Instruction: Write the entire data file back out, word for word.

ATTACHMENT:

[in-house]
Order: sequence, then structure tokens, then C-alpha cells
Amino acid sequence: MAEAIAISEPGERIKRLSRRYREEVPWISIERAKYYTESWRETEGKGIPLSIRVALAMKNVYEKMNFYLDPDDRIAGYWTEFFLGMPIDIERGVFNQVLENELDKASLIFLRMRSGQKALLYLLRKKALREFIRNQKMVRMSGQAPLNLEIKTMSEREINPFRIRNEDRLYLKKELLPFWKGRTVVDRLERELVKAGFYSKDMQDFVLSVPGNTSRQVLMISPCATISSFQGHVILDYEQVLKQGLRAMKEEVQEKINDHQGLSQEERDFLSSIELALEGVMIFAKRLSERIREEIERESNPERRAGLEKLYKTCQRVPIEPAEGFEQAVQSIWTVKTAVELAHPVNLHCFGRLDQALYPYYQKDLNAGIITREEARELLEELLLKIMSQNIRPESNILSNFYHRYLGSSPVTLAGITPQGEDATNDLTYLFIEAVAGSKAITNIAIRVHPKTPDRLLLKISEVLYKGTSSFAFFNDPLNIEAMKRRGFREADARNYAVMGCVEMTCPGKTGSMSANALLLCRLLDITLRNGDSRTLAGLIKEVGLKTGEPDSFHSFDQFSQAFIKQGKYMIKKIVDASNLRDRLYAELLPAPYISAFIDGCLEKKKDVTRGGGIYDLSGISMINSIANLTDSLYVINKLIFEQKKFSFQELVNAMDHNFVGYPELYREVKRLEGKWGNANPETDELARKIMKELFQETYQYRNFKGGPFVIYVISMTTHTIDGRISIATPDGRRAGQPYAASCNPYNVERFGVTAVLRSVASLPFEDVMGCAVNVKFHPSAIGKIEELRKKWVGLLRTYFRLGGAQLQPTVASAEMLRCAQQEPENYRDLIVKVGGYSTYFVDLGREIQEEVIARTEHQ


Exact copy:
[in-house]
Order: sequence, then structure tokens, then C-alpha cells
Amino acid sequence: MAEAIAISEPGERIKRLSRRYREEVPWISIERAKYYTESWRETEGKGIPLSIRVALAMKNVYEKMNFYLDPDDRIAGYWTEFFLGMPIDIERGVFNQVLENELDKASLIFLRMRSGQKALLYLLRKKALREFIRNQKMVRMSGQAPLNLEIKTMSEREINPFRIRNEDRLYLKKELLPFWKGRTVVDRLERELVKAGFYSKDMQDFVLSVPGNTSRQVLMISPCATISSFQGHVILDYEQVLKQGLRAMKEEVQEKINDHQGLSQEERDFLSSIELALEGVMIFAKRLSERIREEIERESNPERRAGLEKLYKTCQRVPIEPAEGFEQAVQSIWTVKTAVELAHPVNLHCFGRLDQALYPYYQKDLNAGIITREEARELLEELLLKIMSQNIRPESNILSNFYHRYLGSSPVTLAGITPQGEDATNDLTYLFIEAVAGSKAITNIAIRVHPKTPDRLLLKISEVLYKGTSSFAFFNDPLNIEAMKRRGFREADARNYAVMGCVEMTCPGKTGSMSANALLLCRLLDITLRNGDSRTLAGLIKEVGLKTGEPDSFHSFDQFSQAFIKQGKYMIKKIVDASNLRDRLYAELLPAPYISAFIDGCLEKKKDVTRGGGIYDLSGISMINSIANLTDSLYVINKLIFEQKKFSFQELVNAMDHNFVGYPELYREVKRLEGKWGNANPETDELARKIMKELFQETYQYRNFKGGPFVIYVISMTTHTIDGRISIATPDGRRAGQPYAASCNPYNVERFGVTAVLRSVASLPFEDVMGCAVNVKFHPSAIGKIEELRKKWVGLLRTYFRLGGAQLQPTVASAEMLRCAQQEPENYRDLIVKVGGYSTYFVDLGREIQEEVIARTEHQ